By Ted Monoson
Missoulian D.C. Bureau
WASHINGTON, D.C. For Montana transportation officials
a federal highway spending law could be a bit like a trick
Because this state does not have laws prohibiting open containers
of alcohol in vehicles, a portion of the money it is scheduled
to receive for road construction would be diverted away like
the stream of liquid running down the dribble glass user's
chin and neck.
A Senate-passed version of the measure, S 1072, would reduce
the amount of money that states without open container laws
receive. House members are expected to begin work on their
version of the bill in the next few weeks. After the differences
between the two versions have been reconciled the final product
would have to be passed by both legislative bodies and signed
by the president to become law.
The Senate version's provision on the open container law
proposes a significant shift from "soft sanctions,"
that shifted the money to other programs, to "hard"
sanctions that cost the state's hard cash for failing to toe
the federal line.
Under the existing law, states that permit open containers
of alcohol in vehicles are required to spend a portion of
the road construction money that they receive on safety work
and programs to prevent drunken driving.
Under the hard sanctions of the Senate bill, states that
do not pass open container laws by fiscal year 2008 would
lose 2 percent of the federal highway construction dollars
they are scheduled to receive. This approach was championed
by Sen. Byron Dorgan, D-N.D., and approved by the full Senate
on a voice vote.
Under soft sanctions, in 2003, Montana saw $12 million of
its $291 million in federal highway dollars diverted from
road construction. The hard sanctions of the Dorgan provision
would cost Montana about $8.5 million a year outright.
"It's not like it goes to another program," Dorgan
spokesman Barry Piatt said. "They lose it."
Montana is among 14 states that does not have open container
Under Montana law, drivers are permitted to have open containers
of alcohol. The cities of Bozeman, Billings, Butte and Helena
all have laws banning open containers of alcohol in vehicles.
Bill Muhs, past president of Montana Mothers Against Drunk
Driving, was pleased to learn about Dorgan's provision in
the Senate bill.
"A hard sanction is definitely preferable," Muhs
said. "If they don't lose the money, they don't have
enough of an incentive to change the law."
Muhs, whose 20-year-old daughter Anne Marie was killed on
Aug., 27, 1990, when a drunk driver hit her while she was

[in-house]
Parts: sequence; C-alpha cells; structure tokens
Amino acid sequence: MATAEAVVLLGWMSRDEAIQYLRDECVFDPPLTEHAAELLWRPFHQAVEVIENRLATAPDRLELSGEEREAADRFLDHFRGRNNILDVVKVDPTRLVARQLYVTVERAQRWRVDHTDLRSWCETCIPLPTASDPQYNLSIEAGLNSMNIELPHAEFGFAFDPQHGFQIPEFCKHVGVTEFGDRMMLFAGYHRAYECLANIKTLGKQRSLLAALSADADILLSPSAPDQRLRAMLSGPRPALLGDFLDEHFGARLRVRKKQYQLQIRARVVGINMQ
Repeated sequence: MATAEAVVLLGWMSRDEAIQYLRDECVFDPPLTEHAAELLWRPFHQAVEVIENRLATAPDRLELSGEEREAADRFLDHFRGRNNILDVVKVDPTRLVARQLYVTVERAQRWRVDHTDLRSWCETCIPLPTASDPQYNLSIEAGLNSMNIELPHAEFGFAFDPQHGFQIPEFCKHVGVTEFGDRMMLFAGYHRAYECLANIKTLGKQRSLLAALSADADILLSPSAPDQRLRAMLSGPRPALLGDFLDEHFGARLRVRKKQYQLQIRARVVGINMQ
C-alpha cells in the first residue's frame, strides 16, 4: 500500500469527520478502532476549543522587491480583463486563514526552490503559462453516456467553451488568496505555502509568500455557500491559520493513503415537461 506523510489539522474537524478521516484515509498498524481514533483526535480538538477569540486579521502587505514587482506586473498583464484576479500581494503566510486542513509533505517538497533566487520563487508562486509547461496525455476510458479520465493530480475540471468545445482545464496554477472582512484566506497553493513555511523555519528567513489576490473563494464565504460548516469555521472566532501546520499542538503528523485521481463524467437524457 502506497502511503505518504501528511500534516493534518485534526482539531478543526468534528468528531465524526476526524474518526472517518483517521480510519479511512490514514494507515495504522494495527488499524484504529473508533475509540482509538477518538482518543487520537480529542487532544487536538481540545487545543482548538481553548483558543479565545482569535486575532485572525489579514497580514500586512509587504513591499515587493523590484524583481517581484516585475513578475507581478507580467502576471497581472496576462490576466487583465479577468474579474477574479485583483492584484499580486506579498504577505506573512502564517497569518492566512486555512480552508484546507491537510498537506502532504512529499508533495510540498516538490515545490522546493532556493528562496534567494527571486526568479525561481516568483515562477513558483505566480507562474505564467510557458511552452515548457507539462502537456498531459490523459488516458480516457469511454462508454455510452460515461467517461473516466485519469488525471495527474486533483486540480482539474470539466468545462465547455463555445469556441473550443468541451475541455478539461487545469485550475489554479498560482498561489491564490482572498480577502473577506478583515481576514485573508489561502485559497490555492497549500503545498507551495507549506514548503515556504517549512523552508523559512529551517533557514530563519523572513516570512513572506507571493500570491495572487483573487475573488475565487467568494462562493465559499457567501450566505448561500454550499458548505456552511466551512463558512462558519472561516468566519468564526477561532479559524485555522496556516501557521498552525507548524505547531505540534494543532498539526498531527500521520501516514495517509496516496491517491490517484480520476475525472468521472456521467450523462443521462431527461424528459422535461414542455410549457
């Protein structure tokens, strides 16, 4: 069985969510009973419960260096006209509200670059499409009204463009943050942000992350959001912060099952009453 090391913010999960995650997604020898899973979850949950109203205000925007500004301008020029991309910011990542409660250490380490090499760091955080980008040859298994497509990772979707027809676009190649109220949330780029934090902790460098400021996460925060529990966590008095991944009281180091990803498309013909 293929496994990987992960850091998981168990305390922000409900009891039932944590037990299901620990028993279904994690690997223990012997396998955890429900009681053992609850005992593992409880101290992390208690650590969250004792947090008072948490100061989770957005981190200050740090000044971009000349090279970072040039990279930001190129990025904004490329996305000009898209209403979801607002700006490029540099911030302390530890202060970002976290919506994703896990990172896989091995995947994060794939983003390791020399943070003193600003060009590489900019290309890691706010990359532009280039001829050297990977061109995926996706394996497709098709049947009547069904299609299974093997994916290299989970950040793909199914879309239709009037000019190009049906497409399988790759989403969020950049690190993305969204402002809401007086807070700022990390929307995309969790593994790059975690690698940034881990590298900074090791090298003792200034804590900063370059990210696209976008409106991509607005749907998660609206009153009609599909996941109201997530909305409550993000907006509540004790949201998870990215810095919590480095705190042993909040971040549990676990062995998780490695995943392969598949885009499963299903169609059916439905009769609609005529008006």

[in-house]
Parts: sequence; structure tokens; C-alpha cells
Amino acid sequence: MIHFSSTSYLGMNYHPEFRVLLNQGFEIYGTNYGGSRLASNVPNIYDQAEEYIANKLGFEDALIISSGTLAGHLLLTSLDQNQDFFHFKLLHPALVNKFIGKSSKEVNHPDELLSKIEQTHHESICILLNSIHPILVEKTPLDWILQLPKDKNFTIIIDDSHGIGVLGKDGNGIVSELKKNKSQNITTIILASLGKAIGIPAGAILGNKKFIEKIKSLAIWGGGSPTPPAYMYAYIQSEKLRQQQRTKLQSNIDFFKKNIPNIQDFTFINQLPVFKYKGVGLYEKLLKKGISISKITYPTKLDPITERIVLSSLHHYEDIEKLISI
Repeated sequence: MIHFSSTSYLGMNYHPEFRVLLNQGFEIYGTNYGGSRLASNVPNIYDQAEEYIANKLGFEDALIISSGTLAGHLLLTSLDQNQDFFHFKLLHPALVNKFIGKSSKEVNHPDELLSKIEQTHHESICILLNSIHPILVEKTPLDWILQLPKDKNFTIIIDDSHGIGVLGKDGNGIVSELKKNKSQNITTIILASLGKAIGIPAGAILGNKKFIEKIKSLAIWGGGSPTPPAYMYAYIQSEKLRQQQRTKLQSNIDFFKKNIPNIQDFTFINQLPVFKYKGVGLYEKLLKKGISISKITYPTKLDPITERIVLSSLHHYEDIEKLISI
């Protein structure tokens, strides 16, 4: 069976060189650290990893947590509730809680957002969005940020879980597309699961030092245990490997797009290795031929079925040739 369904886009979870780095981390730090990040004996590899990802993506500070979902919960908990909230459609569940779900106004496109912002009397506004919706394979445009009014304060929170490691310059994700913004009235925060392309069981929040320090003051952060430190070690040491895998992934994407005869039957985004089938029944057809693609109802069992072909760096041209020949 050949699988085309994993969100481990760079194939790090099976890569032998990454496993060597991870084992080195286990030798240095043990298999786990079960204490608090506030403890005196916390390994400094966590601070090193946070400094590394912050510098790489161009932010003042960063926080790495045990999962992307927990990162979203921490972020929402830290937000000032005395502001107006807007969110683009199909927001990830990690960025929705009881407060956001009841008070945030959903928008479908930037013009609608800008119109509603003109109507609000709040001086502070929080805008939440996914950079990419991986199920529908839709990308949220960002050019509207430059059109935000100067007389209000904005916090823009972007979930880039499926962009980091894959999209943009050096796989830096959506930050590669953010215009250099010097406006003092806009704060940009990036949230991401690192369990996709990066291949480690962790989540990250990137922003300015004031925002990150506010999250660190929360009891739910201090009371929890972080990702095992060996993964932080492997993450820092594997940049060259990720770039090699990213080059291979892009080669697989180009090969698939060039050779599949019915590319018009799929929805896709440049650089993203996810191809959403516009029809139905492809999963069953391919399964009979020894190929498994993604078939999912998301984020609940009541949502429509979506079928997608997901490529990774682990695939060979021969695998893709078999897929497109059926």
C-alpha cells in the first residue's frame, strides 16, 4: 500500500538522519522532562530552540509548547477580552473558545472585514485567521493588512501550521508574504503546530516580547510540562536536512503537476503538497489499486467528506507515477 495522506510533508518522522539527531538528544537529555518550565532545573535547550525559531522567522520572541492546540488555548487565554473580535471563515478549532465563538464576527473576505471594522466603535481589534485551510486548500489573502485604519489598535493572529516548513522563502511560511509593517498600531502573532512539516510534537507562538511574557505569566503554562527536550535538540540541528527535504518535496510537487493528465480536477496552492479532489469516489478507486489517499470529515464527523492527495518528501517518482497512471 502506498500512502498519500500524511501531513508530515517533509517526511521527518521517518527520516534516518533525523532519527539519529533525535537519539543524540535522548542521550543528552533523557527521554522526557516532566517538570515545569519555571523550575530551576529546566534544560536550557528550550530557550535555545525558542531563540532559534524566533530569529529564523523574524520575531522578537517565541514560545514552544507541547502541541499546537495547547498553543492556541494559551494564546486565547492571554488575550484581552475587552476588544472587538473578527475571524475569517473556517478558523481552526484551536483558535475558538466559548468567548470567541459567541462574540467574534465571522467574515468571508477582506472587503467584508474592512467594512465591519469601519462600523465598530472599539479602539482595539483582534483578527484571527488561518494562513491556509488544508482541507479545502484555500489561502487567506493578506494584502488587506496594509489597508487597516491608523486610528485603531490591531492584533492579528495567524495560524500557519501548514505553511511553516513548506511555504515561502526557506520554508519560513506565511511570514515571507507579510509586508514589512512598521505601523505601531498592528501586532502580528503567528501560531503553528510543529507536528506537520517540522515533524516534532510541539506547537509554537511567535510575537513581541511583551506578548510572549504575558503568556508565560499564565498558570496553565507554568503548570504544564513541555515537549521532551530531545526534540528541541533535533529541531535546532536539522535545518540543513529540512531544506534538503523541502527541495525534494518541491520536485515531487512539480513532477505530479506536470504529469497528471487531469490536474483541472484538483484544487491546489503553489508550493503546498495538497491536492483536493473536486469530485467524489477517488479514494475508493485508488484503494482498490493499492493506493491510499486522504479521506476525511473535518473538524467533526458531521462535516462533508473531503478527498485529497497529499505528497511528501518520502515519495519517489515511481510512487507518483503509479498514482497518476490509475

riding her bicycle in Billings, was surprised to learn that
Sen. Max Baucus, D-Mont., opposes sanctions on states without
open container laws. Muhs said he has spoken with the senator
and his staff about the issue.
"Obviously Max supports making our streets and roads
safer, but he doesn't think it is fair for Congress to hold
highway dollars hostage," Baucus spokesman Barrett Kaiser
said. "Max wants Montana to be able to decide what is
best for Montana, and that is why he will work to get these
sanctions removed, but it's going to be an uphill battle."
Baucus, as the top Democrat on the Senate Finance Committee,
will play a lead role in reconciling the Senate- and House-passed
versions of the bill.
"I am very disappointed to hear that," Muhs responded
when told of Baucus' position on the issue. "When we
spoke with them we found a willingness to listen, but did
not get a commitment."
Sen. Conrad Burns, R-Mont., shares Baucus' opposition to
"The amendment in the highway bill that withholds a
portion of federal highway dollars to states that do not have
an open container law is well-intentioned but amounts to federal
blackmail," Burns said. "I would rather see the
federal government provide resources and incentive to fight
the drunk driving problem instead of holding needed funding
Rep. Denny Rehberg, R-Mont., took a pass on weighing in on
"The safety issues in the Highway Bill including
mandatory seat belts and open container restrictions
are the most contentious right now, and the committee has
yet to consider, much less resolve, these issues," Rehberg
said. "Right now I'm focused on putting together the
best possible bill for Montana and helping create as many
jobs for our state as we can."
Muhs is frustrated by the attitude of the Montana legislators.
"This is very much the usual drivel we hear about the
federal government staying out of state business," Muhs
said. "I think they are trying to appeal to that kind
of illogical reasoning."